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Making peace in Syria
The latest de-escalation bid for Syria involving regional powers appears to be the most realistic agreement till date
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The need for fresh initiatives aimed at restoration of peace in Syria has been felt for a long time during the past few years over fears of war escalation into Middle East and Europe. For this reason, there have been calls to de-escalate tensions in Middle East despite the two Superpowers making attempts to control the situation in Syria that has been going out of hands after killings of civilians. The war-torn Syria has also forced the peace loving civilian population to migrate to some of the European countries and they have been welcomed there on humanitarian grounds. The recent de-escalation agreement reached among Russia, Turkey and Iran last week in Astana is the latest in a series of attempts to bring the six-year-old Syrian civil war to an end. The previous ceasefire and peace plans have either failed to take off or collapsed soon after, given the continued hostility between Bashar al-Assad regime and the rebels. As yet, the latest agreement is significant for a number of reasons. Firstly of all, any attempt to cease violence is welcome given the destruction the war has wreaked in Syria during the past six years. More than two million people are estimated to have been living in rebel-held territories (barring areas controlled by the Islamic State) in terrible humanitarian conditions and under constant fear of aerial bombing. For them, an end to the Assad regime strikes backed by Russians is a great relief. Secondly, the pact involves the three main external players in the civil war. Russia and Iran are the key backers of the regime, while Turkey supports some rebel groups. Under the present agreement, Syria and Russia will stop bombing rebel-held areas, divided into four zones in Idlib, Homs, Damascus suburbs, and southern Deraa and Quneitra towns, to de-escalate tensions. The regime will also allow 'unhindered' humanitarian supplies to rebel-held areas and provide public services. In return, the rebels should stop fighting government forces. Thirdly, this appears to be a more focussed, phased attempt to end violence. The agreement was reached barely weeks before a two-track political process was to begin. In June next, the Bashar al-Assad government and rebel representatives will meet for negotiations in Switzerland, while the Russia-led talks of external actors will continue in Kazakhstan later in July. If the de-escalation plan holds, it will be a big boost for the political process and a way forward for restoration of peace in the war-torn Syria.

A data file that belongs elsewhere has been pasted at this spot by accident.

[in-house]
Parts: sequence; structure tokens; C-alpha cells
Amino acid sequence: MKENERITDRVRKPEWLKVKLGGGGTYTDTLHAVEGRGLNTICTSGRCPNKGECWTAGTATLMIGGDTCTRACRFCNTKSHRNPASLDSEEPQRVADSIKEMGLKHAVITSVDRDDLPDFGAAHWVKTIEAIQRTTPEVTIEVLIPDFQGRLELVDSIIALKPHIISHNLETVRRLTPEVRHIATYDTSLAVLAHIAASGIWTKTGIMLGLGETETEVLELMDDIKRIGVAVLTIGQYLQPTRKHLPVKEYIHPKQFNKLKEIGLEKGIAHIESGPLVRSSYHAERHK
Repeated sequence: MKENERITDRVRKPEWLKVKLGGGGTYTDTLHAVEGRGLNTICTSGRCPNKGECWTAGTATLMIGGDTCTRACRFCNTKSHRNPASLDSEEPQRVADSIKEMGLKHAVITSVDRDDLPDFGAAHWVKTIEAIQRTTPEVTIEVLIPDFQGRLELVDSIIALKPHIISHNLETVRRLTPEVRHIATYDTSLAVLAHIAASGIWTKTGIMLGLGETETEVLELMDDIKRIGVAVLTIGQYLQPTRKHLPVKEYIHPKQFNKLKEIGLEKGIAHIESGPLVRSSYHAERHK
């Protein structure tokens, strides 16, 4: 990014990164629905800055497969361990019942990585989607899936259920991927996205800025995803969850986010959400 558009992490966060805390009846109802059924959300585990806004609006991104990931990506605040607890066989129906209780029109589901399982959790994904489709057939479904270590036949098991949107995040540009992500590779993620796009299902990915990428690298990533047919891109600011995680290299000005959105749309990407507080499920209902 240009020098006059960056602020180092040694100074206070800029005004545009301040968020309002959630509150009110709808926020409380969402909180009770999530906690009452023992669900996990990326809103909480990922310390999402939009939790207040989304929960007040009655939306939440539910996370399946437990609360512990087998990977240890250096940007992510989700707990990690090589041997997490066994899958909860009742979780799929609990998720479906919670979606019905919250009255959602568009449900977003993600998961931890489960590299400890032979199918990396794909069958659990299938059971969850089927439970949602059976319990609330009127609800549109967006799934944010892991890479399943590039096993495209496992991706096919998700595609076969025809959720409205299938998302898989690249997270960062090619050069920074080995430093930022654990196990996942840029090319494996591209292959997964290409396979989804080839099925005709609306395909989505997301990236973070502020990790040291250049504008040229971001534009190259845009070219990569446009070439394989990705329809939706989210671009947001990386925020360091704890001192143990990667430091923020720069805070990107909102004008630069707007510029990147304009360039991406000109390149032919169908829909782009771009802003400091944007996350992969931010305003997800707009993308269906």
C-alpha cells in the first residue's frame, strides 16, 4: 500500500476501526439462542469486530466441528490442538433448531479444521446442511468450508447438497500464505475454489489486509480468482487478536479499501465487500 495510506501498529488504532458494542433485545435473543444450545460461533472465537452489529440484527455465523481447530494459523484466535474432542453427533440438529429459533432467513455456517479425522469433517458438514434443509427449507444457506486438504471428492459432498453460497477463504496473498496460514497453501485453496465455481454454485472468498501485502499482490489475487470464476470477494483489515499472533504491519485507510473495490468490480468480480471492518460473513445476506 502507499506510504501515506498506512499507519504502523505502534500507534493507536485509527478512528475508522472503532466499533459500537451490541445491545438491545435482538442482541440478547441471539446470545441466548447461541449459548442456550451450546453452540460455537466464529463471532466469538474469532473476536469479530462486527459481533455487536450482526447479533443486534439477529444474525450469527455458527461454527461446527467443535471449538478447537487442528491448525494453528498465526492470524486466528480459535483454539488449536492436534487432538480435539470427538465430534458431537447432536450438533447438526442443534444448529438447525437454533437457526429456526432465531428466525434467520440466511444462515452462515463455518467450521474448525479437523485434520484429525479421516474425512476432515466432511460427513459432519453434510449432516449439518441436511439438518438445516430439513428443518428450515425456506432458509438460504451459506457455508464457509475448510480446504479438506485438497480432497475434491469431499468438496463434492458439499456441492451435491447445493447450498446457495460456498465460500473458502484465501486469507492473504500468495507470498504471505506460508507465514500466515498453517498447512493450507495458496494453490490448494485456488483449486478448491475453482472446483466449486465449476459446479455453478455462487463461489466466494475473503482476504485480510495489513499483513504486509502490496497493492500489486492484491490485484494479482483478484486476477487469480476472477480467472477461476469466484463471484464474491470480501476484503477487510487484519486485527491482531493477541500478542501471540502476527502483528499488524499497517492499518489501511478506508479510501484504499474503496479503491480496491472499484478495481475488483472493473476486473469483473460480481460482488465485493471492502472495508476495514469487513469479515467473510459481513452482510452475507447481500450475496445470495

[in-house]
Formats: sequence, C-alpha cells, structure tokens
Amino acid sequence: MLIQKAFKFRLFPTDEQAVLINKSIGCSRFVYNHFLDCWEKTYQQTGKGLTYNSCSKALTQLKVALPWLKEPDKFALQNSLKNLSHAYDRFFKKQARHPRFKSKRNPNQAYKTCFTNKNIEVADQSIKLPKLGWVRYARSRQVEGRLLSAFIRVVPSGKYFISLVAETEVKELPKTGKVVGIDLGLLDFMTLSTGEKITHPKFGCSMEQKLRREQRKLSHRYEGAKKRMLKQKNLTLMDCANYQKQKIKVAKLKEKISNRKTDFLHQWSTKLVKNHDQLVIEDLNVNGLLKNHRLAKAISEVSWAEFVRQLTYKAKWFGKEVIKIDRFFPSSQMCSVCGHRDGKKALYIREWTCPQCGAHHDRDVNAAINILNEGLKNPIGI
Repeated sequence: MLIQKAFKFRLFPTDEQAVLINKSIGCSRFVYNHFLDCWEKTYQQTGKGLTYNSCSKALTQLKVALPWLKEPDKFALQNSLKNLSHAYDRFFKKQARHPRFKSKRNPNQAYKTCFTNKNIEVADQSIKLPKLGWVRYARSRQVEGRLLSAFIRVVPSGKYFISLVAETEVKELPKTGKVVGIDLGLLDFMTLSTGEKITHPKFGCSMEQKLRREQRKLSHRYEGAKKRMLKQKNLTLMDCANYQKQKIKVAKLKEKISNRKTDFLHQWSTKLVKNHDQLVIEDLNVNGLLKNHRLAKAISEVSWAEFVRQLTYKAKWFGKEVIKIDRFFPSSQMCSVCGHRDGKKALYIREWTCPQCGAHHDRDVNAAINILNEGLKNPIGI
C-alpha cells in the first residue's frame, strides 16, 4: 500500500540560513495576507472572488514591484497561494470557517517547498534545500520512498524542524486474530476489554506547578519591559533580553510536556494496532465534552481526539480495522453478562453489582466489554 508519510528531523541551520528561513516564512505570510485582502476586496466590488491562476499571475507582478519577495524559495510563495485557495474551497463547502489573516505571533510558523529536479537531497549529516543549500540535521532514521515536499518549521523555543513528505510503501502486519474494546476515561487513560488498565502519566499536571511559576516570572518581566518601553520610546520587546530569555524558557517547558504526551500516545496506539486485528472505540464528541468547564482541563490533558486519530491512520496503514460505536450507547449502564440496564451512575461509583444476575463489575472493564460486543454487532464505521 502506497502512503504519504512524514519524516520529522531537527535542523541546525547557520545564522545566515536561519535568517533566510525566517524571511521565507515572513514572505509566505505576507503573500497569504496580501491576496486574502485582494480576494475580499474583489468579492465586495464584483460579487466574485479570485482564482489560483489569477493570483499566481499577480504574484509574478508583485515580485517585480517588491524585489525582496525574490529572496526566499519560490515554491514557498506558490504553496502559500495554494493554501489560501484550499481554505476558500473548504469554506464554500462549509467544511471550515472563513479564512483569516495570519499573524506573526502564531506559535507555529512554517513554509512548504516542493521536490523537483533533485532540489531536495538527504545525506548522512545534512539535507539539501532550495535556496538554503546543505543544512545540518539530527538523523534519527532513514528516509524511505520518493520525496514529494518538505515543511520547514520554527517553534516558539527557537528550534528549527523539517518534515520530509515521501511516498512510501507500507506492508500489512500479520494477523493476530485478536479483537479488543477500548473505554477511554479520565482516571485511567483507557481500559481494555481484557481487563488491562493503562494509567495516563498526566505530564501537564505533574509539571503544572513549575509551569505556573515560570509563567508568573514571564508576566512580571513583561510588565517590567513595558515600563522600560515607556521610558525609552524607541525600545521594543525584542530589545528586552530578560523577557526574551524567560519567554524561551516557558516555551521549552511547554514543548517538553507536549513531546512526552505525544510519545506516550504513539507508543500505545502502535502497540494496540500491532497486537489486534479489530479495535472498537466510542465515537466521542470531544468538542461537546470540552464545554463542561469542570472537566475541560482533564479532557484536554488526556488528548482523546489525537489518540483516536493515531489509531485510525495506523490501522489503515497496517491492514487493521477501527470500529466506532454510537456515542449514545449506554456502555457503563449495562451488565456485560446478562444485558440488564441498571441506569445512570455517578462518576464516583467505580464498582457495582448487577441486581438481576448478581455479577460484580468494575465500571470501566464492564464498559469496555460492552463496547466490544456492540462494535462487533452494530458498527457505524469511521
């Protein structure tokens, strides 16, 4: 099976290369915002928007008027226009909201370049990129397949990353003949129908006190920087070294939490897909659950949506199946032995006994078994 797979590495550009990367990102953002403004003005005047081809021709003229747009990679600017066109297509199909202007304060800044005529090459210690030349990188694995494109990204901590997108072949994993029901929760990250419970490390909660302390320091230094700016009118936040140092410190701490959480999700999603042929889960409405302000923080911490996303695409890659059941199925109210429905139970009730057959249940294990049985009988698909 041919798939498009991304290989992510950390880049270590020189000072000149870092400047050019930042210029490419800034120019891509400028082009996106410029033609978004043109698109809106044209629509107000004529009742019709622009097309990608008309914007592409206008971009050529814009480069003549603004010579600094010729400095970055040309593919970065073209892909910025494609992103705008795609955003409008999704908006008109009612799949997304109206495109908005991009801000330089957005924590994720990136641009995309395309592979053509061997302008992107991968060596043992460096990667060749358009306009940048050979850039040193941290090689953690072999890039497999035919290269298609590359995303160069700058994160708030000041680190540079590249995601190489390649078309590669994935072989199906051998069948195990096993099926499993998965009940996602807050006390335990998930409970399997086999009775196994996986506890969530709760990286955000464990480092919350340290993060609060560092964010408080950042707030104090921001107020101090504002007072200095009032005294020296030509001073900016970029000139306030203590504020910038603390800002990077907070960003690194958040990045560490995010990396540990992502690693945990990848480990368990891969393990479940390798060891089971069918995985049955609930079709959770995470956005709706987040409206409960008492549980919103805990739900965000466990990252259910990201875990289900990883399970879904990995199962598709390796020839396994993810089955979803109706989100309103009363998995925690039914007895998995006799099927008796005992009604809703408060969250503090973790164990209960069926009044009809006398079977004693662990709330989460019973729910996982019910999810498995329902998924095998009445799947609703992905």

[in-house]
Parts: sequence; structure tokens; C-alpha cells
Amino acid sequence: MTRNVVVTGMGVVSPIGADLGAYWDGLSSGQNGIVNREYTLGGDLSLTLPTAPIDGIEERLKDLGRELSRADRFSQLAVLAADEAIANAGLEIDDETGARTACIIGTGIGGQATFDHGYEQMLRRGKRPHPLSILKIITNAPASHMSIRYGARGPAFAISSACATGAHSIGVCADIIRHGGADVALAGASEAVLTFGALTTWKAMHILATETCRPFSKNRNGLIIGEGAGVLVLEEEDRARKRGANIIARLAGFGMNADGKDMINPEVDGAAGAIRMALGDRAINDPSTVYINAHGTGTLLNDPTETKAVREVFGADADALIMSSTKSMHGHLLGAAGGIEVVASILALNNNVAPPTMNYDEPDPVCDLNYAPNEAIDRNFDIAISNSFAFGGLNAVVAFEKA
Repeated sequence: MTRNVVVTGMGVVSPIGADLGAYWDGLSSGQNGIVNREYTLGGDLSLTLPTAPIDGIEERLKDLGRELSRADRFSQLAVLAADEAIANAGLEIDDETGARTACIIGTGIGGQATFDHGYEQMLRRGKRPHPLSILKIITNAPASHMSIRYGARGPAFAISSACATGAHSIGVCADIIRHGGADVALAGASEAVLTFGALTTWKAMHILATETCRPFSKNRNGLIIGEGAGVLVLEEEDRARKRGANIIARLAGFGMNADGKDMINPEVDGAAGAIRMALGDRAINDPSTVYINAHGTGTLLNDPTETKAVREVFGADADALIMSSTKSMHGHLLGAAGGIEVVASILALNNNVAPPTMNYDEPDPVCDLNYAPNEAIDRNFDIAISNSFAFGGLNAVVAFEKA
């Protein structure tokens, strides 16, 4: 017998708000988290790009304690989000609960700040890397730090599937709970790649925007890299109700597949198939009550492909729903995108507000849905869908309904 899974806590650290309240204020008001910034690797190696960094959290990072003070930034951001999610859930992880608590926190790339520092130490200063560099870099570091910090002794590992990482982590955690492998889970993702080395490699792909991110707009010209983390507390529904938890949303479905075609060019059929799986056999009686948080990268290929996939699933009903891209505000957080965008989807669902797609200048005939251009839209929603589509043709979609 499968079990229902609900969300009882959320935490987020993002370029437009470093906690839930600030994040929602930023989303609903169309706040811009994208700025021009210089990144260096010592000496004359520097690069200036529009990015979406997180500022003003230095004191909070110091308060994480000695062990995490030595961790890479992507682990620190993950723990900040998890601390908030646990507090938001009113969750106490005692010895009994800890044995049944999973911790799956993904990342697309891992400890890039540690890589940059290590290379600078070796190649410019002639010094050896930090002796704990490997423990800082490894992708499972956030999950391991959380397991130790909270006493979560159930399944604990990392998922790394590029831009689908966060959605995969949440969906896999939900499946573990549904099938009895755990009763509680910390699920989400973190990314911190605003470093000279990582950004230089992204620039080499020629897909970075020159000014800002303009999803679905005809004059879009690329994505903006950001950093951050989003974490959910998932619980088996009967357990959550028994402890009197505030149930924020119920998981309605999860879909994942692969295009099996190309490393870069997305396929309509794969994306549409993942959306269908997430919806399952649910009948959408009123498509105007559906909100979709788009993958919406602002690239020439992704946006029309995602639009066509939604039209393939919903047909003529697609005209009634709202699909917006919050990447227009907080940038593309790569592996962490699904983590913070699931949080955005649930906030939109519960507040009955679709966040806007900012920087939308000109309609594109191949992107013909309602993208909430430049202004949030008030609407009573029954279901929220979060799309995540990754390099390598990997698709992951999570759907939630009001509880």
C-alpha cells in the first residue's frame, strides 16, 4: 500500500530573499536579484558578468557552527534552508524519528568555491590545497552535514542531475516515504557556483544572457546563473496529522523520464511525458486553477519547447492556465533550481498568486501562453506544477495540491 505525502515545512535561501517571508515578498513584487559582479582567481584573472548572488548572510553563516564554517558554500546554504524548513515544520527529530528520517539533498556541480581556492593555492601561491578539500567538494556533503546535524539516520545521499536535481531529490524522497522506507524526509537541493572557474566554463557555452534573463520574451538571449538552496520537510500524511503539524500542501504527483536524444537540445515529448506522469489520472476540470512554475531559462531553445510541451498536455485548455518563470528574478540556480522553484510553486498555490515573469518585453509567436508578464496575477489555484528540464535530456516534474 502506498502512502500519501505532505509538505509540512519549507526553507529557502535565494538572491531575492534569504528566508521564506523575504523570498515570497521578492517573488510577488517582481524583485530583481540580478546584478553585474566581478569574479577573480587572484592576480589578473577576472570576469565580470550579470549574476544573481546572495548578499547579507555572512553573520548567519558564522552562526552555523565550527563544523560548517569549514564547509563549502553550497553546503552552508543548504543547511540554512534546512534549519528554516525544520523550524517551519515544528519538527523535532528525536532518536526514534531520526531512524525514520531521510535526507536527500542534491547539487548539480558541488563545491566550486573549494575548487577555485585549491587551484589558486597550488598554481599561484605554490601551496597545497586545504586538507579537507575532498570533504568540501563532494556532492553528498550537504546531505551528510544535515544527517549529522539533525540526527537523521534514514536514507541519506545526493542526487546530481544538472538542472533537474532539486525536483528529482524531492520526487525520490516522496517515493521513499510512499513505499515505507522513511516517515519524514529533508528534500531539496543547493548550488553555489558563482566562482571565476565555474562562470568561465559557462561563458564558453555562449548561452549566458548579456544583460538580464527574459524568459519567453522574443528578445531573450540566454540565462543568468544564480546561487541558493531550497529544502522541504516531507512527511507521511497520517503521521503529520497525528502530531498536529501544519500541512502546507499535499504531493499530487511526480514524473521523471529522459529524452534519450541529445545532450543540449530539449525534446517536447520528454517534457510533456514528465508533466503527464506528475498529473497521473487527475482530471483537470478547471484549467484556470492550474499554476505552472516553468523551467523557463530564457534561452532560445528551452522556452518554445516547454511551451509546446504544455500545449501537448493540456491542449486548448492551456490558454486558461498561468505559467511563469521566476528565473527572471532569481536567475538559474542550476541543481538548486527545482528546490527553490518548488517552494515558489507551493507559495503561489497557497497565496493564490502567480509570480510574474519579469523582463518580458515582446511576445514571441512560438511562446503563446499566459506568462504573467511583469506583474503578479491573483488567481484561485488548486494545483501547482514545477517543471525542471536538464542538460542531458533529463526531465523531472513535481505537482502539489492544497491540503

Under the existing circumstances and the international pressure, the implementation of the agreement itself will be a major challenge given the complex nature of the civil war. For the agreement to hold, Russia and Iran will first have to rein in the Assad regime in the first instance. In the past Assad regime has shown almost no interest in a political solution. Foreign Minister Walid Muallem's comment that the regime would not allow UN monitoring of the implementation of de-escalation is not in the spirit of the agreement. A bigger challenge for all actors involved is how to tackle the threats from al-Qaeda-linked groups apart from the challenges posed by the rebels traditionally backed by Islamic State. The Astana agreement is clear on that - Russia and Syria will continue to attack them till some of the territories controlled by them are freed. In Idlib, the Qaeda-linked Tahrir al-Sham is the main anti-regime militia having their stronghold. In Homs and the Damascus suburbs, they have joined hands with other groups, who are yet to be identified and tackled separately. So if the government continues to attack them, it could drag more rebel groups into the fight, risking an end to the ceasefire under the fresh agreement. Under the given conditions, the regime should exercise restraint and the non-jihadist rebels distance themselves from Qaeda-linked organisations, while allowing Russia, Turkey and Iran to play the role of facilitators. To take the political process forward, everyone has to act more responsibly, keeping in mind the humanitarian situation. Along with such efforts an earnest beginning also needs to be made for restoration of peace and allow return of normalcy for the civilian population living in those areas.

News Updated at : Friday, May 12, 2017
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